This monument in Battery Park, north of Castle Clinton, honors military personnel who served in the Korean Conflict (1950–1953). The memorial, dedicated in 1991, was designed by Welsh-born artist Mac Adams (b. 1943) and is notable as one of the first Korean War memorials erected in the United States.
The Korean War began on June 25, 1950, when North Korean forces crossed the 38th parallel, the dividing line between North and South Korea, and invaded South Korea. Within one month, the North Koreans had pushed the South Korean army and supporting U.S. forces to the southernmost tip of the Korean peninsula. In response, the United Nations authorized an army, under the command of U.S. General Douglas MacArthur (1880–1964), to repulse the North Koreans and re-establish the boundary between the North and South at the 38th parallel. In mid-September, MacArthur staged a daring amphibious landing at the Inchon Peninsula and attacked the North Koreans from behind. The U.N. troops soon pushed the North Korean army back across the 38th parallel, and advanced along the Yalu River, the border between North Korea and China.
Fearing invasion, Chinese forces became involved in the conflict. In November, the Chinese attacked the U.N. forces near the Yalu River, and drove them back into South Korea. The U.N. forces counterattacked and managed to re-establish a battle line near the 38th parallel. In April 1951, President Harry S. Truman (1884–1972) relieved General MacArthur of his command, rejecting MacArthur’s aggressive policies which Truman believed would instigate a major war with China and the Soviet Union. Fighting would continue in Korea for the next two years, although little ground was gained by either side. Finally, on July 27, 1953, both sides signed an armistice, which ended hostilities and restored the 38th parallel as the dividing line between North and South Korea.
In 1987 the Korean War Veterans Memorial Committee was formed to raise money to build a monument to commemorate the soldiers of the “forgotten war.” Mac Adams’ winning design, selected from a group of over 100 entries, features a 15-foot-high black granite stele with the shape of a Korean War soldier cut out of the center. Also known as “The Universal Soldier,” the figure forms a silhouette that allows viewers to see through the monument to the Statue of Liberty and Ellis Island. Adams also designed the piece to function as a sundial. Every July 27 at 10 a.m., the anniversary of the exact moment in New York when hostilities ceased in Korea, the sun shines through the soldier’s head and illuminates the commemorative plaque installed in the ground at the foot of the statue.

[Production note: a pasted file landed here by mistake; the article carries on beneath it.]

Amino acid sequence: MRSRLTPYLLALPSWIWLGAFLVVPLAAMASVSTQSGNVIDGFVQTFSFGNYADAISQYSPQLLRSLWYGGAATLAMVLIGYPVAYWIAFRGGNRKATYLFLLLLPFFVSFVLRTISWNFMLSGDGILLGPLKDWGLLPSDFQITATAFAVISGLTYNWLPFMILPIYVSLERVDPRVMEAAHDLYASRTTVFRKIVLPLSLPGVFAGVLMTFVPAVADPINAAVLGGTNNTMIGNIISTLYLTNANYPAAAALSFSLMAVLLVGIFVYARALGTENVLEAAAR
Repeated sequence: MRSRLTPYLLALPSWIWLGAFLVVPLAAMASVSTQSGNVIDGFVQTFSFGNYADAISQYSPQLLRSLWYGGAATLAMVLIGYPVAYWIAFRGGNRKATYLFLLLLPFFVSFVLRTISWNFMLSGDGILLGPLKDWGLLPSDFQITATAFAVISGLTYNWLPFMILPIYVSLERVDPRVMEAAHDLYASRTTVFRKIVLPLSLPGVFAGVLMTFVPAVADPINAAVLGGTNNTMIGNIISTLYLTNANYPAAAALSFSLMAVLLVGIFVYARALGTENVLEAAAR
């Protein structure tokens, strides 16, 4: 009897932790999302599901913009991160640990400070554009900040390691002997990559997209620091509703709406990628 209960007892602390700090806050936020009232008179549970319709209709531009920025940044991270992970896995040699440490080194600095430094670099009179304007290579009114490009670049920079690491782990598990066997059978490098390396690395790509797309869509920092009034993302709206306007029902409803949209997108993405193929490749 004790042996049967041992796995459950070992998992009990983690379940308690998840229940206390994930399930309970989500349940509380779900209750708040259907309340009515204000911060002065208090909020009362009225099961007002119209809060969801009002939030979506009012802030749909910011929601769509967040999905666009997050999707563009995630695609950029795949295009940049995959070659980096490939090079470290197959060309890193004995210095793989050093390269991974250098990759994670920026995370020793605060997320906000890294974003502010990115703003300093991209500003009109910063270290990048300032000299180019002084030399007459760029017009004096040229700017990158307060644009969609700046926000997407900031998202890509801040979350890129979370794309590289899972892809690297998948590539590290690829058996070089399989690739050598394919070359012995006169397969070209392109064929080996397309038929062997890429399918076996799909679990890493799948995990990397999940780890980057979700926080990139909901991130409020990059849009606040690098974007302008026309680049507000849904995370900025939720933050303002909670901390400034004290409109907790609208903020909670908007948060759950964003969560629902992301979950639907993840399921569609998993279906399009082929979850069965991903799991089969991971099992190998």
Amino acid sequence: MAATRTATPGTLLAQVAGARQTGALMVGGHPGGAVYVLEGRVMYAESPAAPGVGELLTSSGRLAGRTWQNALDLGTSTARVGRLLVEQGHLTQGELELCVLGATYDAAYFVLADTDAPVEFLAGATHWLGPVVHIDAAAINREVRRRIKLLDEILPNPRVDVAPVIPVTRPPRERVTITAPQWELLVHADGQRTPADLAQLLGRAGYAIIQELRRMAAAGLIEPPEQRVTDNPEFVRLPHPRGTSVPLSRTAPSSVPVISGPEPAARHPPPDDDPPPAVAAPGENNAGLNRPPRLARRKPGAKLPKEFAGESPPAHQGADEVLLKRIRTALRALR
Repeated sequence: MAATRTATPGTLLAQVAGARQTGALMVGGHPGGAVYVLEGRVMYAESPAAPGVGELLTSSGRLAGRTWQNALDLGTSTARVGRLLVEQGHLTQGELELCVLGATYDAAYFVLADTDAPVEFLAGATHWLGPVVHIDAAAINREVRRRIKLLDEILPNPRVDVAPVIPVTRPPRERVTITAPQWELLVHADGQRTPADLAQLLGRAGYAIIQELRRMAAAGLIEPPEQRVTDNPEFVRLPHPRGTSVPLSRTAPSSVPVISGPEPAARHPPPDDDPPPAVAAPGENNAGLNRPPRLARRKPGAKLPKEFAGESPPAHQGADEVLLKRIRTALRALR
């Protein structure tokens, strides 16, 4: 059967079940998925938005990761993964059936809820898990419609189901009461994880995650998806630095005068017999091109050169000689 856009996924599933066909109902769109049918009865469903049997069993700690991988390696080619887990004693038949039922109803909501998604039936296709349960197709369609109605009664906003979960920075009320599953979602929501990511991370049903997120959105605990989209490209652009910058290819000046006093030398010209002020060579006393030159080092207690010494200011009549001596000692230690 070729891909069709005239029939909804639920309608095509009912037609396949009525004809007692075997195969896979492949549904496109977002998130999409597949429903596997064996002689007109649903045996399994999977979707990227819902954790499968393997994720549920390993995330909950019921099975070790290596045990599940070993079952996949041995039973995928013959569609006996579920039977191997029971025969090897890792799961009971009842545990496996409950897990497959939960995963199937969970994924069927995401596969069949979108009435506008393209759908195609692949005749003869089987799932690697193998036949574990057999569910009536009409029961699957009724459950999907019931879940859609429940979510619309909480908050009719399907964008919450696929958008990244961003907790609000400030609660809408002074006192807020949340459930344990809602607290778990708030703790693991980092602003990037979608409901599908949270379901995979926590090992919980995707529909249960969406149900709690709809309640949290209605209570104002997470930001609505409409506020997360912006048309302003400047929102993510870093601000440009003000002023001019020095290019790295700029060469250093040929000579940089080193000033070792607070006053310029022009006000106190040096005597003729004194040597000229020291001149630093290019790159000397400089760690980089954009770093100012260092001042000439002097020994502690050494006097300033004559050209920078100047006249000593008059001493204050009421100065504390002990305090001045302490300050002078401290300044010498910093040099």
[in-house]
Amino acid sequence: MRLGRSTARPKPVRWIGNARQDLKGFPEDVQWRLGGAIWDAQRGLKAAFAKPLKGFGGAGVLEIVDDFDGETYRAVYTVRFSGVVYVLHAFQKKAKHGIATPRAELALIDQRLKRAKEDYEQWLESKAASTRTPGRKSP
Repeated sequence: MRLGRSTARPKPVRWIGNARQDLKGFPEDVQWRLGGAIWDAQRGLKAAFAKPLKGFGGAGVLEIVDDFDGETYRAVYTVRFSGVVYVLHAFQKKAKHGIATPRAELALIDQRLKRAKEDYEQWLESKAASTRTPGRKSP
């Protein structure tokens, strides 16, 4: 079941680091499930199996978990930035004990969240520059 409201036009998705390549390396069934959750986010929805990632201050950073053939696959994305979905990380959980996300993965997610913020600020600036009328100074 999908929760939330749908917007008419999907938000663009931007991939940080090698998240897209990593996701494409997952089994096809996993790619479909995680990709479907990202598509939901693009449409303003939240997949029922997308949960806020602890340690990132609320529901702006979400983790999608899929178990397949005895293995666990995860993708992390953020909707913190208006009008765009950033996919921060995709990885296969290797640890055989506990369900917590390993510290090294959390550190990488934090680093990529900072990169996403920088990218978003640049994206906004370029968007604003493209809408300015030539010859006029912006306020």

One of the three tiers in the base of the monument is decorated with a mosaic of flags of the countries that participated in the U.N.-sponsored mission. The plaza’s paving blocks are inscribed with the number of dead, wounded, and missing in action from each of the 22 countries that participated in the war. Korean War veterans are also commemorated in New York with the Korean War Veterans Plaza at Cadman Plaza in Brooklyn, and the Korean War Veterans Parkway in Staten Island, previously known as the Richmond Parkway until it was renamed in April 1997 by the New York State Legislature.
New York Korean War Veterans Memorial Details
- Sculptor: Mac Adams
- Description: Obelisk with cutout in shape of soldier on base with mosaic flags, two plaques on two markers situated in circular plaza (axis aligned with Statue of Liberty)
- Materials: Obelisk and base--Pennsylvania black granite (polished); outline of cutout--stainless steel; mosaic tiles; plaques--stainless steel; markers and plaza paving--Barre gray granite
- Dimensions: Obelisk H: 15' W: 10'6" D: 4'5"; base H: 5' W": 10'6" x d 6'; each marker front h 2'6" x rear h 3' x w 3' x d 2'; plaza diameter 50'
- Cast: 1991
- Dedicated: June 25, 1991
- Donor: New York Korean Veterans Memorial Commission
- Inscription: THE KOREAN WAR / 1950 - 1953
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